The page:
A laminectomy is a surgical procedure to relieve pressure on the spinal cord or nerve roots exiting from the spinal cord by removing a small portion of vertebrae. Vertebrae are the bones of the spine. Disc herniation, bony spurs, or other problems can cause stenosis; narrowing of the canals that the nerves and spinal cord run through.  Spinal stenosis can irritate the nerves making patients symptomatic. A narrowed spinal canal can compress (pinch) the spinal cord and/or the nerves that exit the spine and branch out to the rest of the body.  Compression of spinal cord and/or nerves may cause radiculopathy: pain, numbness, tingling or weakness in a single arm or leg. Caused by compression of a nerve root. cauda equina syndrome: loss of bowel or bladder control and/or numbness in the buttocks, genital area, and inner thighs. Caused by compression of nerves in the lumbar spine. Often, a laminectomy is performed along with a disc removal to help make the canal larger and take pressure off the nerve being irritated.

When physical therapy, anti-inflammatory medications and steroid injections to the spine fail to yield pain relief and symptoms persist intolerably or become progressive; a stenotic patient is a candidate for laminectomy Laminectomy is typically performed on an outpatient basis under general anesthesia.  The procedure typically takes one to three hours.

Once brought into an operatory the patient is anesthetized and positioned appropriately. An incision is made at the identified stenotic level. If the surgery is done with minimally invasive techniques, you will only need a few small incisions. A scope and small instruments will be inserted into these incisions. The surgeon moves aside layers of muscle and other tissue to expose the bones, called laminae, that form the roof over the spinal canal. After the lamina is removed, the spinal cord and discs that were hidden under the lamina will be inspected. The amount of bone removal depends on the specific condition. The surgeon may remove the lamina from one or both sides of one or more vertebrae. Often a portion of the ligamentum flavum (the ligament that connects the lamina of adjacent vertebrae) must also be removed. During a laminectomy, the surgeon may also shave down parts of the facet joints, joints between vertebrae that can compress nerve roots.  A foraminotomy may also be performed at the same time. This procedure enlarges the foramina, small openings through which nerve roots exit the spine. Removal of a very small amount of lamina is called a laminotomy; this is often performed as part of a microdiscectomy.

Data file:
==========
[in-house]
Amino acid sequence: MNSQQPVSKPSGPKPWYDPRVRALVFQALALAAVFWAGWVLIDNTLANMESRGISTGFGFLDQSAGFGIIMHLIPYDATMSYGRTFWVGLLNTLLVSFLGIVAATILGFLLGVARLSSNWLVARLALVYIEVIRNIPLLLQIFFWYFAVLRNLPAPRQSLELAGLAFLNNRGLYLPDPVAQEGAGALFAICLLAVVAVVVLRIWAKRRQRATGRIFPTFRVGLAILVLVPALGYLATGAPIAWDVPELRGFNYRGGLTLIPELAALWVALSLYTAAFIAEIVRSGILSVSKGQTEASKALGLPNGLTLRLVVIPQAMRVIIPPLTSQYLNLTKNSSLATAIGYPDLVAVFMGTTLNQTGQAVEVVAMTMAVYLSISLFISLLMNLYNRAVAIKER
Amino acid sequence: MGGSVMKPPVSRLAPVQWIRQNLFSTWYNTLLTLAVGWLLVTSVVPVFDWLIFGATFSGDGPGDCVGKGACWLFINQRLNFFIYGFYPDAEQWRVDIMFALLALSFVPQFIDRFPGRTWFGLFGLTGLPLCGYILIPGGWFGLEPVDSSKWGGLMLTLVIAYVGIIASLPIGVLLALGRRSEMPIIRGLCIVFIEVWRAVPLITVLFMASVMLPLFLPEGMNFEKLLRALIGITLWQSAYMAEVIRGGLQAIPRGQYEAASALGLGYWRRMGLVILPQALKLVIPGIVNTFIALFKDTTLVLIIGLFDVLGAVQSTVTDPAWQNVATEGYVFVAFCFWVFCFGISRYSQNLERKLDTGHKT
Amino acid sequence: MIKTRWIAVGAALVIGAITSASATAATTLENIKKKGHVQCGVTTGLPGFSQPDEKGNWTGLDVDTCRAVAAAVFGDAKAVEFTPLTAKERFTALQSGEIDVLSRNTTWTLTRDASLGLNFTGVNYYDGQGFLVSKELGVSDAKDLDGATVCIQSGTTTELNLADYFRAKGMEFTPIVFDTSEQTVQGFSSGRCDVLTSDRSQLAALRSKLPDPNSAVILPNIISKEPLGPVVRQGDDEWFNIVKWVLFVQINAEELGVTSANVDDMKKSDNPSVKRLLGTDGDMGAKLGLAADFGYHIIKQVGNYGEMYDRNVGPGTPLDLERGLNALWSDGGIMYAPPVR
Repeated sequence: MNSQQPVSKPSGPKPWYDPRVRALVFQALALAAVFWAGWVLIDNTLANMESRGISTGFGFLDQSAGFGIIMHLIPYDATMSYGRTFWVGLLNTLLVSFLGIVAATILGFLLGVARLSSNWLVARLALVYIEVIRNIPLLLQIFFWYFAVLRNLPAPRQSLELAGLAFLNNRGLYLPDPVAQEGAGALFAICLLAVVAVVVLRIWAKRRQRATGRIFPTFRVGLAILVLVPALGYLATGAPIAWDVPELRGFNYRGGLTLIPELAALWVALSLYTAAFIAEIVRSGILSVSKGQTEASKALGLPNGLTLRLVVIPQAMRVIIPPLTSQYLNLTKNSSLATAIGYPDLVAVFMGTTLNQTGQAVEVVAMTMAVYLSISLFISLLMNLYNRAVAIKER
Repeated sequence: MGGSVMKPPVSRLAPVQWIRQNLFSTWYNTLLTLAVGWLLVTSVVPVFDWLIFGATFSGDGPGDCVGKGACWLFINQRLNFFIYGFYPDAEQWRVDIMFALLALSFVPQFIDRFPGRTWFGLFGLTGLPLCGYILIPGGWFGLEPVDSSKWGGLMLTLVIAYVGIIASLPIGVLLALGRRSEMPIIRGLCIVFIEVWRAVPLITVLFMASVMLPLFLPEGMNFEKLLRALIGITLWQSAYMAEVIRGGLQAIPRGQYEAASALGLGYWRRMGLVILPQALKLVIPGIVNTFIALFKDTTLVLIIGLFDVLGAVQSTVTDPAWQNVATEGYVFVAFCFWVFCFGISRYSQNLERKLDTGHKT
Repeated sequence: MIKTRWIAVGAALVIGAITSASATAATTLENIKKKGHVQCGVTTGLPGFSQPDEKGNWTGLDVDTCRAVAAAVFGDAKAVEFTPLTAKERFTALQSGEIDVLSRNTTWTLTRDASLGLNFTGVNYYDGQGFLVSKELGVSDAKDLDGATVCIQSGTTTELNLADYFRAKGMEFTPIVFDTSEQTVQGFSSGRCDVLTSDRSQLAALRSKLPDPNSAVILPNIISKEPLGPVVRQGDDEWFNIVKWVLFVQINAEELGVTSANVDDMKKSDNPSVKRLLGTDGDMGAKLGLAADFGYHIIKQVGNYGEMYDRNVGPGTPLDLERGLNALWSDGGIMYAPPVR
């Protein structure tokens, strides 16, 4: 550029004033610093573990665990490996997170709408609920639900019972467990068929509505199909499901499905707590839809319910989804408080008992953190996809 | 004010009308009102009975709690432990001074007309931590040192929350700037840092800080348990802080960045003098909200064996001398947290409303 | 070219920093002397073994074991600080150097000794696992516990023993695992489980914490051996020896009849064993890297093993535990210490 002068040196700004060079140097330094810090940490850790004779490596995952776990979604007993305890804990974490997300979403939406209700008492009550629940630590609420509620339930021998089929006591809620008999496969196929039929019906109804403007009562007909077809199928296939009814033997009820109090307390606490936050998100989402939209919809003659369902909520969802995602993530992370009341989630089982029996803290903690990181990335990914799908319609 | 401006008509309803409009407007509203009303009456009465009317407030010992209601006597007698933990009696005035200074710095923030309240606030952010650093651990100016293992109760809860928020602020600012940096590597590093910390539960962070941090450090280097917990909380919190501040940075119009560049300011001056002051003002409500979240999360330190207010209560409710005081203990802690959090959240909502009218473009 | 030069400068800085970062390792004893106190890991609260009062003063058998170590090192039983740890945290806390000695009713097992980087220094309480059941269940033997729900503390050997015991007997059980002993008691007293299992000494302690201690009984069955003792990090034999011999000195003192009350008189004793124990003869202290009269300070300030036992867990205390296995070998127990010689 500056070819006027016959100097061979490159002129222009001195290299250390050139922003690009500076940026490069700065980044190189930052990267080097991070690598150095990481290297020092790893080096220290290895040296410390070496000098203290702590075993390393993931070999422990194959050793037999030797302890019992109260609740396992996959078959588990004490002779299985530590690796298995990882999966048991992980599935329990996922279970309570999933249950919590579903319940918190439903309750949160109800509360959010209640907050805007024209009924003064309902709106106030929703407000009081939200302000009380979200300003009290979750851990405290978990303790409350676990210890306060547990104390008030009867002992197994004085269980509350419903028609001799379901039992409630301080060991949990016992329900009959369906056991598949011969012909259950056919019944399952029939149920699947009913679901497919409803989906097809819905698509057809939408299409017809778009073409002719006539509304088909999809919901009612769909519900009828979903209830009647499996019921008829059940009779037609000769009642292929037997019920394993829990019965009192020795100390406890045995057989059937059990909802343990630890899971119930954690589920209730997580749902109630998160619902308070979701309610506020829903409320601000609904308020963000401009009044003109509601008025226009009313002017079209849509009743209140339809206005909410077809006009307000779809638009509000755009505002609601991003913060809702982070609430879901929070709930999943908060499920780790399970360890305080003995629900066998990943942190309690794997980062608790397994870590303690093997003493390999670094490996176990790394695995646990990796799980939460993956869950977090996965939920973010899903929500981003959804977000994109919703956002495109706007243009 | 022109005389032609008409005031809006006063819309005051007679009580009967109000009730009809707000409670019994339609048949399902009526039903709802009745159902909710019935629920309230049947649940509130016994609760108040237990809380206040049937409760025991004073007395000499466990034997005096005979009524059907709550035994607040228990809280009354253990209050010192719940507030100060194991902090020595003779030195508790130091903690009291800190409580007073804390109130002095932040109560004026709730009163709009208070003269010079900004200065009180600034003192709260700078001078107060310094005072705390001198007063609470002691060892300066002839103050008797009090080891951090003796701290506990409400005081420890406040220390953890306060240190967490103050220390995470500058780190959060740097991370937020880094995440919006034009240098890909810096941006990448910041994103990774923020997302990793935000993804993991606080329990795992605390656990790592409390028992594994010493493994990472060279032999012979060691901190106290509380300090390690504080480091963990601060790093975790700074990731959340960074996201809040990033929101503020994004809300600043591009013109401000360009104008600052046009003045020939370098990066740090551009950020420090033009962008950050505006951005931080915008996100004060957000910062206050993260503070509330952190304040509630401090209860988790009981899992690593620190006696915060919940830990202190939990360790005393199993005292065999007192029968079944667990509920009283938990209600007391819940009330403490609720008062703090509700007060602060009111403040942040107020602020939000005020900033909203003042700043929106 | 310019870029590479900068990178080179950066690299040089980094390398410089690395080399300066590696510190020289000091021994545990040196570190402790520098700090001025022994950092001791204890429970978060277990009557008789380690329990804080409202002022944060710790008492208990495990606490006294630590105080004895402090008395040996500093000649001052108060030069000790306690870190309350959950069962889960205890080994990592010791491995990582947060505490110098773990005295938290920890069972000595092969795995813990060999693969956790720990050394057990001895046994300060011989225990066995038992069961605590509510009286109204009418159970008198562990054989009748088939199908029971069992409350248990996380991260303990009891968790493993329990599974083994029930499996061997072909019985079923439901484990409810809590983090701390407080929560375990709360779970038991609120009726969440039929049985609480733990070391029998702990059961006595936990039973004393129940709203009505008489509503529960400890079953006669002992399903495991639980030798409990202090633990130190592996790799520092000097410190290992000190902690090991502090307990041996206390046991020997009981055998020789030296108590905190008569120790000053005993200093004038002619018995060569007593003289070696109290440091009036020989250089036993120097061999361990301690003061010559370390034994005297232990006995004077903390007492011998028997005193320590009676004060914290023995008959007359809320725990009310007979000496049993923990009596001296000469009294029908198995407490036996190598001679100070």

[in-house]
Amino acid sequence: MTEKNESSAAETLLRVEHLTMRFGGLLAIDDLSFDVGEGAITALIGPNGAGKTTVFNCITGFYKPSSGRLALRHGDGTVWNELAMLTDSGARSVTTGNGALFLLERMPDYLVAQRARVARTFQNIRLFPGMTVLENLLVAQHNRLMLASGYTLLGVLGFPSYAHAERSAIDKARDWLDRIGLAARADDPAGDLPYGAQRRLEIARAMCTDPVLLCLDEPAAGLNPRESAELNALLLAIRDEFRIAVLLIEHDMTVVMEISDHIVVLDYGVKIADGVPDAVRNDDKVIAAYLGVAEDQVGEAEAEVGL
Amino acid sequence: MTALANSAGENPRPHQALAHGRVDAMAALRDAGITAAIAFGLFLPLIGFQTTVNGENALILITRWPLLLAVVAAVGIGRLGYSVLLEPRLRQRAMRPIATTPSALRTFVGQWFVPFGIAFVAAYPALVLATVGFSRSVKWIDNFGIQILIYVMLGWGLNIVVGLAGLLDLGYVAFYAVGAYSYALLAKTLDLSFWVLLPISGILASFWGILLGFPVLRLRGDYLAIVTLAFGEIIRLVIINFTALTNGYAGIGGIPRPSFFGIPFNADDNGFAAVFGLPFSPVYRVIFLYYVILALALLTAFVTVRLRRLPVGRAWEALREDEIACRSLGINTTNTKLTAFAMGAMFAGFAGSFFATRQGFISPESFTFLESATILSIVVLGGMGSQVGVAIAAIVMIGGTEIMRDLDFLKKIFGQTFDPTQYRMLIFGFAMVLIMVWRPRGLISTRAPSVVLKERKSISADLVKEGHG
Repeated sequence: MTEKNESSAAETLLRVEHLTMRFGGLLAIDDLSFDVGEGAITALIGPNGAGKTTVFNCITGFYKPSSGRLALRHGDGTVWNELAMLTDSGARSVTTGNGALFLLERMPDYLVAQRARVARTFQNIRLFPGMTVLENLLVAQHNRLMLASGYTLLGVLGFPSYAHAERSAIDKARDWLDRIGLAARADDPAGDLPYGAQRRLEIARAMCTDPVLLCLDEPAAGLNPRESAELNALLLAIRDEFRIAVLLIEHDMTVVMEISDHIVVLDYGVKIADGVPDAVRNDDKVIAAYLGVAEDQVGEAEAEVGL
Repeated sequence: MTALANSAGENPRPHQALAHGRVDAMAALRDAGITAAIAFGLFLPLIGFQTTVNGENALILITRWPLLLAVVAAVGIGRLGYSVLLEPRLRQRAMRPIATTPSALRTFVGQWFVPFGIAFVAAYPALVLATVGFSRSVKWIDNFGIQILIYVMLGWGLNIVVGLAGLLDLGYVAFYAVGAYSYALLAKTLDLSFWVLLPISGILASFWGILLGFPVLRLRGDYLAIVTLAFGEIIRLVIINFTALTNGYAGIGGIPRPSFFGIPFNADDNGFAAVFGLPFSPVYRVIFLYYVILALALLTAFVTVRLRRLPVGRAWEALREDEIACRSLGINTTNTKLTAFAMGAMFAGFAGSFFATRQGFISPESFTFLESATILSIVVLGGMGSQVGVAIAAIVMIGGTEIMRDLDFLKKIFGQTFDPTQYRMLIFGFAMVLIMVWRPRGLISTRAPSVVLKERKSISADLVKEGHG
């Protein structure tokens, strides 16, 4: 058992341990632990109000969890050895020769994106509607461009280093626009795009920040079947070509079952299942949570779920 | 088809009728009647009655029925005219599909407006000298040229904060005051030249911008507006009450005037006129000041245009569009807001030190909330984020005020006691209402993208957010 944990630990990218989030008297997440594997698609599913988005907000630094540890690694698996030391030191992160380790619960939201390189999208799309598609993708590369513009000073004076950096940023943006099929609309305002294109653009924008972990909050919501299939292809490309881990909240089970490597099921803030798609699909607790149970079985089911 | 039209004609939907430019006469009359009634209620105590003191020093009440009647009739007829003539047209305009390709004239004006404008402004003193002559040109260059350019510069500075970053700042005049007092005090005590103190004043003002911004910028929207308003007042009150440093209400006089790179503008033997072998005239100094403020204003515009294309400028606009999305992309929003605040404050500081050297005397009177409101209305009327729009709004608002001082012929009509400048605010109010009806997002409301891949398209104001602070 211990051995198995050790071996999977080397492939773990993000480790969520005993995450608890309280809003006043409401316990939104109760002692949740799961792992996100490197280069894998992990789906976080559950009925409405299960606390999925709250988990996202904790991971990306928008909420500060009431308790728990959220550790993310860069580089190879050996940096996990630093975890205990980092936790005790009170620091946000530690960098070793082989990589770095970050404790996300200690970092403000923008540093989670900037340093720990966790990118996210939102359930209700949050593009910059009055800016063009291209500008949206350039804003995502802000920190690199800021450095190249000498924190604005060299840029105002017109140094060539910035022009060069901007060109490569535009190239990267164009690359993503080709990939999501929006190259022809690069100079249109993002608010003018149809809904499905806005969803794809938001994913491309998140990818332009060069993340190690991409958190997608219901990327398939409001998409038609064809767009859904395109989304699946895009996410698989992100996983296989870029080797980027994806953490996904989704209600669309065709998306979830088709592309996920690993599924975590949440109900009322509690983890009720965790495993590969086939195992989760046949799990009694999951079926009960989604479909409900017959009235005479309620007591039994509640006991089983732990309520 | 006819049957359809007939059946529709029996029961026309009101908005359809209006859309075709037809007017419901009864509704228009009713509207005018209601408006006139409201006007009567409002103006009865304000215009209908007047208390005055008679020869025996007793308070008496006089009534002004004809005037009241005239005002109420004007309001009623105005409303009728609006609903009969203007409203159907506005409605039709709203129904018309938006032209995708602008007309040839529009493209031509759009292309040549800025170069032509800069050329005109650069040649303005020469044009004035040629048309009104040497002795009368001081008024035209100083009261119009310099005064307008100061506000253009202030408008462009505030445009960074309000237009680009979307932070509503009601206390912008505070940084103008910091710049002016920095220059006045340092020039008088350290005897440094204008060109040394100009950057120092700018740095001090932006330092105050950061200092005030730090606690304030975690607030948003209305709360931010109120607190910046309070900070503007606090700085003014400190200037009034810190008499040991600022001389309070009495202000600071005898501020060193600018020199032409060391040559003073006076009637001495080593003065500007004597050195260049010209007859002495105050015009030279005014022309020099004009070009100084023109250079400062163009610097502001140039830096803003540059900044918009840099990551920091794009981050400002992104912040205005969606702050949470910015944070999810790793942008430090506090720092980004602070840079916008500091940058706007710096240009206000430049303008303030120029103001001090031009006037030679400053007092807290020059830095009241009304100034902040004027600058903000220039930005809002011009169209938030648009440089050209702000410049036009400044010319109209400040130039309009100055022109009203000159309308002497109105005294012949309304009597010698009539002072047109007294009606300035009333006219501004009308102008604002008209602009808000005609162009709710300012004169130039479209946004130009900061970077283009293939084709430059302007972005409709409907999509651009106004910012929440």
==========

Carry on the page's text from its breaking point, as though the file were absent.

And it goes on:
In most cases, the degree of bone, ligament or facet joint removal will not significantly affect the strength of the spine. However, depending on the amount of tissue removal and whether the spine has been weakened by arthritis, degenerative changes or previous surgery, the strength of the spine may be compromised. In these situations, the surgeon may perform a spinal fusion, using metal implants and bone grafts to restore spinal strength.  The surgeon then closes the incision layer by layer, using absorbable sutures that can be dissolved by the body.

Pain control at home is usually achieved with oral pain medication. For the first several weeks following surgery, patients can resume low-level activities (like walking) as they are able. More rigorous activities should be delayed until 4-6 weeks after surgery.